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Happy Thanksgiving!

POSTAL PATRON

PRSRT STD ECRWSS US POSTAGE PAID Berne, IN Permit No 43

NOVEMBER 2012 • VOL II, ISSUE XI

colts neck • holmdel • lincroft


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CELEBRATING OUR 10th ANNIVERSARY

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Licensed by the NJ Dept of Banking and Insurance. Licensed Mortgage Banker with the State Dept of Banking in NY and CT. Licensed by the Pennsylvania Department of Banking, Mortgage Lender 21042. Licensed Lender in DE, MD, D.C. Licensed by the Virginia State Corporation Commission, License #MC297. Weichert Financial Services arranges loans with third-party providers. Equal Housing Lender.

Congratulations to our award winners for September!

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FeaturedStories OCTOBER 2012 | Colts Neck | Holmdel | Lincroft |

Community Magazine is a product of Community Publications 1338 State Route 36 • Airport Plaza Hazlet, NJ 07730 Tel: 732.739.8689 magazine@mycommunitypublications.com www.MyCommunityPublications.com P10 | Sil Lutkewitte Honored

STAFF Editor-In-Chief CAROLYN BURTNICK Art & Design LORI DONNELLY General Manager MARIA CONNORS

P12 | Dearborn Apple Festival

P8 | Thompson Park Day

Writers SUSAN MURPHY • ALEXIS ORLACCHIO CAITLIN STOLZENTHALER • JENNA DORSI MICHELLE TUCHOL • LISA MINIERI Advertising JEAN POMETTI • LILIANN PARAS MARY HOFFMAN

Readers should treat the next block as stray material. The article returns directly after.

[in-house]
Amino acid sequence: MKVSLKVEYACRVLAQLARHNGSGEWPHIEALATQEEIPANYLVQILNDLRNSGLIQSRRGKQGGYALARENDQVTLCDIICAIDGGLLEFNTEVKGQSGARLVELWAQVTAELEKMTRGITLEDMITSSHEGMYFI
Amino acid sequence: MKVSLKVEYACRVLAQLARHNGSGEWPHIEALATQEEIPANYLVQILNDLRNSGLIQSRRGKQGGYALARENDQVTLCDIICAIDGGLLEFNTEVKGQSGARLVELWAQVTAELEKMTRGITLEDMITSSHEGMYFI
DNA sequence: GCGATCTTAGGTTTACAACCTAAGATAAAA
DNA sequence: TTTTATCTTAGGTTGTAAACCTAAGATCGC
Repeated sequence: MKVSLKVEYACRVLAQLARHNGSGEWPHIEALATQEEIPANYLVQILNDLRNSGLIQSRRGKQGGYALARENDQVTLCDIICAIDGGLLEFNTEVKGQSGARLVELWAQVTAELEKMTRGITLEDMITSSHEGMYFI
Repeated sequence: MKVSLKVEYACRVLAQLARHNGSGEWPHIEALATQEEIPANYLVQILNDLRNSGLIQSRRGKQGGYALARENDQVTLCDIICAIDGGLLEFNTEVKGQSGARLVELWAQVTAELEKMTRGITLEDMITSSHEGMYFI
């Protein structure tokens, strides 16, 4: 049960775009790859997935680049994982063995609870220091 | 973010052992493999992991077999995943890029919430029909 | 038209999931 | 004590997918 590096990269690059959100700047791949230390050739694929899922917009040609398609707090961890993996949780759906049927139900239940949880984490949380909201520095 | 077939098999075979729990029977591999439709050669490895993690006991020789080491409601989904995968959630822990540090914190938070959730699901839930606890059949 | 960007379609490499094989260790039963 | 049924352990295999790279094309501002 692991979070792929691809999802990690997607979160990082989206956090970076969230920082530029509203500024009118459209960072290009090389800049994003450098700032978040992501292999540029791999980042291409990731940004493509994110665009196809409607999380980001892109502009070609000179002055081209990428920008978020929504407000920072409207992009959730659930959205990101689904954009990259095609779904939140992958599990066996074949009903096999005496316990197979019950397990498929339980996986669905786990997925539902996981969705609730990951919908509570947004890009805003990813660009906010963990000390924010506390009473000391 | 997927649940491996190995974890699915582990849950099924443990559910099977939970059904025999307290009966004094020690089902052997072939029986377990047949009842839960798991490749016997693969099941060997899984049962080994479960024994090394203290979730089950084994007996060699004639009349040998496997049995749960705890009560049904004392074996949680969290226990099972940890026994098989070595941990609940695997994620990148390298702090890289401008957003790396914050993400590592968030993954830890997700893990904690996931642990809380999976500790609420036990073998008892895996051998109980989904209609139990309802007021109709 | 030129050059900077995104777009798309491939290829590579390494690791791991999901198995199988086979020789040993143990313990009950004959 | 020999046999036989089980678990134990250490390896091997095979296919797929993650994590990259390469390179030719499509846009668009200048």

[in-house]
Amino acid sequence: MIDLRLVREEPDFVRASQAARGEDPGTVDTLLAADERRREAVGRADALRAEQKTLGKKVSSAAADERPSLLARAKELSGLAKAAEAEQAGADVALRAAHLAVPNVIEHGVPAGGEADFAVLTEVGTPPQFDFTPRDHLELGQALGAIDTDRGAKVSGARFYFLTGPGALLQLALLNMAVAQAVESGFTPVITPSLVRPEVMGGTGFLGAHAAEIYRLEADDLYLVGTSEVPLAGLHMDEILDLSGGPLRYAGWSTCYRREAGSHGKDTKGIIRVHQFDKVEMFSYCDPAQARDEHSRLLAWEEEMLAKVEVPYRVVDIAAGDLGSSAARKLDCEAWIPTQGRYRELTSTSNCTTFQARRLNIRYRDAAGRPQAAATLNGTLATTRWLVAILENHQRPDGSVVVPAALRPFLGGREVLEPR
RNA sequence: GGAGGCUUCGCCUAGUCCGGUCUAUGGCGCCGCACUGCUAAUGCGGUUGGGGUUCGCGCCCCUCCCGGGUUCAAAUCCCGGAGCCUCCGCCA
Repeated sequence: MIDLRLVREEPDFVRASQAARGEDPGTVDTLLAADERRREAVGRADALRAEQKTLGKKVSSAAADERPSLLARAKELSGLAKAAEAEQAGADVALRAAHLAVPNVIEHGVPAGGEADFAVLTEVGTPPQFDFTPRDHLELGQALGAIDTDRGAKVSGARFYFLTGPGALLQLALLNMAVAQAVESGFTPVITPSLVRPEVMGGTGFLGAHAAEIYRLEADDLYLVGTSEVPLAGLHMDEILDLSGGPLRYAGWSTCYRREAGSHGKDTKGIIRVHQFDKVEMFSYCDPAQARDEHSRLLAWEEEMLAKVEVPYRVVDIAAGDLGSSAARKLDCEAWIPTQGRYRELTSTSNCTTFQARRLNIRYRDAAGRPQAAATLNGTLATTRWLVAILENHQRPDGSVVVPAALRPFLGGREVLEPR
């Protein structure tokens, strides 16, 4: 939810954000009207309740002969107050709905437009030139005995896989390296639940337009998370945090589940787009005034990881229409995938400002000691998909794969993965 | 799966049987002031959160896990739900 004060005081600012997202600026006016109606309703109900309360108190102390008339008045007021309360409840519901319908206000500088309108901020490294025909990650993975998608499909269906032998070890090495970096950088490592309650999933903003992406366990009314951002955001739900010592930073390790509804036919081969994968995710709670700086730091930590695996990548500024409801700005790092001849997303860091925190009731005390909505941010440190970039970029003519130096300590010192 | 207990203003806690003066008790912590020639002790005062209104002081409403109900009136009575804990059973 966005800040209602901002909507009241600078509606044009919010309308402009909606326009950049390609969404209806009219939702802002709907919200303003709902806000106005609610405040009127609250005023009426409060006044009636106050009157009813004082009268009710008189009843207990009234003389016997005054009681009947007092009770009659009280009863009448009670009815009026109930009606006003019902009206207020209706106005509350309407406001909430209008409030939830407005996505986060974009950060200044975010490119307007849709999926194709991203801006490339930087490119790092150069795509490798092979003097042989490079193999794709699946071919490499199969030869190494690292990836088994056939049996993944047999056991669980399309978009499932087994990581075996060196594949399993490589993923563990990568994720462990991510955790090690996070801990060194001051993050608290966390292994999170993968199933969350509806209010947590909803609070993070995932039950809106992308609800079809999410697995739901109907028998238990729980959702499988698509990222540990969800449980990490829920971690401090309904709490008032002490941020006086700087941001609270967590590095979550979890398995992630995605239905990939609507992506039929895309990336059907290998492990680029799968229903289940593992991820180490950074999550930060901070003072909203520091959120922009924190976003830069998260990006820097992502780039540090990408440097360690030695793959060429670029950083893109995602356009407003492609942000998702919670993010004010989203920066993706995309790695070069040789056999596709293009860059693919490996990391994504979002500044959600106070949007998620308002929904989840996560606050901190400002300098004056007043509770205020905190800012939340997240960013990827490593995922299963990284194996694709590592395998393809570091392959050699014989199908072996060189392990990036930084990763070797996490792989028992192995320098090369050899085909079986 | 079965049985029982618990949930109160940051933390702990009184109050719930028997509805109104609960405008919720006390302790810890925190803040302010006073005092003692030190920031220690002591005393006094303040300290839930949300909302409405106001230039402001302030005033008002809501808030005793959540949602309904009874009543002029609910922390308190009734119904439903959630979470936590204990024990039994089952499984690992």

P20 | Monmouth Museum Benefit

Publishers VIN GOPAL • VICTOR V. SCUDIERY Owned & Operated by Direct Development, LLC

CONTRIBUTE TO OUR MAGAZINE Please Send In: • Pet Photos • Recipes • Events • Accomplishments: Sports & Academic • Announcements: Birthday, Engagement, Wedding & More!

P24 | Harvest Home Festival

You can do this by emailing: magazine@mycommunitypublications.com

P30 | Lincroft PTA Fall Festival

ALSO IN THIS ISSUE Page 14 Hulafrog :A Guide on How Your Kids Can Give Back

For our media kit & rates, please email: advertising@mycommunitypublications.com

Page 28 Middletown Day Page 32 Newcomers & Neighbors Club Happenings

P40 | CN Barn Tour

6

Community Magazine

Page 36 All About Jason’s Dreams for Kids


Welcome NOTE FROM THE EDITOR

W

hen I think of November, automatically my mind evokes images of Thanksgiving, especially football, family and pies galore – of course! Thanksgiving is the holiday where you don’t have to break the bank for gifts, it is time to offer thanks for all you have, it’s time to celebrate your family and friends – even in difficult times, there are always things for which to be grateful for. When sitting at the dinner table with your close relatives, look around at your loved ones and be thankful for everyone that surrounds you, because each other are the real things in life that matter. Veterans Day is celebrated in November, and this day is a special one where we honor and thank all who served in the United Sates Armed Forces. Community Magazine would like to take this opportunity to thank all our men and women who have served our country and protected our freedom and safety. This nation will remain the land of the free only so long as it is the home of the brave. ~Elmer Davis All my best to you and yours,

Carolyn Burtnick